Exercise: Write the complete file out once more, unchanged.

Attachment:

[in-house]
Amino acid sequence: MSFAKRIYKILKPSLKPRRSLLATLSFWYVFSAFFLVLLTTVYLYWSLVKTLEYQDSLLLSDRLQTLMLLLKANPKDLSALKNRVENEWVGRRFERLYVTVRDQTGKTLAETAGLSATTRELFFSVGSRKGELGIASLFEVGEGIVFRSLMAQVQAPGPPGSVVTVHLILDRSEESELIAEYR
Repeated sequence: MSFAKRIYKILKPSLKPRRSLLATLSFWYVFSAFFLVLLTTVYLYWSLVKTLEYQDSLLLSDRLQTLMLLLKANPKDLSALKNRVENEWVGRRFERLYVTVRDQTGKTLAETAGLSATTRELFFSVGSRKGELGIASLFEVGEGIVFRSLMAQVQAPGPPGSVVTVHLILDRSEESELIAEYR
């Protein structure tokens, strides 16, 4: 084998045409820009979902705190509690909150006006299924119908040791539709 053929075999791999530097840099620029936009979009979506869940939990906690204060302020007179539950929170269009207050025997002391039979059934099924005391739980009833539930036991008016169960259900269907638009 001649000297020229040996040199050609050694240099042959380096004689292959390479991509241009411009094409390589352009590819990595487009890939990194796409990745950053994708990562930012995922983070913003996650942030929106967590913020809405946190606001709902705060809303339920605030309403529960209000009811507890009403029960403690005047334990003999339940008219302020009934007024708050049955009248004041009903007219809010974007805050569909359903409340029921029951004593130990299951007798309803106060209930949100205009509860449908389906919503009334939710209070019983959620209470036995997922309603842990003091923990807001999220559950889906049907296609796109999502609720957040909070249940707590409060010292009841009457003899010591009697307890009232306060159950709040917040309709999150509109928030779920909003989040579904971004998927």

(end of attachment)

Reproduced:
[in-house]
Amino acid sequence: MSFAKRIYKILKPSLKPRRSLLATLSFWYVFSAFFLVLLTTVYLYWSLVKTLEYQDSLLLSDRLQTLMLLLKANPKDLSALKNRVENEWVGRRFERLYVTVRDQTGKTLAETAGLSATTRELFFSVGSRKGELGIASLFEVGEGIVFRSLMAQVQAPGPPGSVVTVHLILDRSEESELIAEYR
Repeated sequence: MSFAKRIYKILKPSLKPRRSLLATLSFWYVFSAFFLVLLTTVYLYWSLVKTLEYQDSLLLSDRLQTLMLLLKANPKDLSALKNRVENEWVGRRFERLYVTVRDQTGKTLAETAGLSATTRELFFSVGSRKGELGIASLFEVGEGIVFRSLMAQVQAPGPPGSVVTVHLILDRSEESELIAEYR
């Protein structure tokens, strides 16, 4: 084998045409820009979902705190509690909150006006299924119908040791539709 053929075999791999530097840099620029936009979009979506869940939990906690204060302020007179539950929170269009207050025997002391039979059934099924005391739980009833539930036991008016169960259900269907638009 001649000297020229040996040199050609050694240099042959380096004689292959390479991509241009411009094409390589352009590819990595487009890939990194796409990745950053994708990562930012995922983070913003996650942030929106967590913020809405946190606001709902705060809303339920605030309403529960209000009811507890009403029960403690005047334990003999339940008219302020009934007024708050049955009248004041009903007219809010974007805050569909359903409340029921029951004593130990299951007798309803106060209930949100205009509860449908389906919503009334939710209070019983959620209470036995997922309603842990003091923990807001999220559950889906049907296609796109999502609720957040909070249940707590409060010292009841009457003899010591009697307890009232306060159950709040917040309709999150509109928030779920909003989040579904971004998927």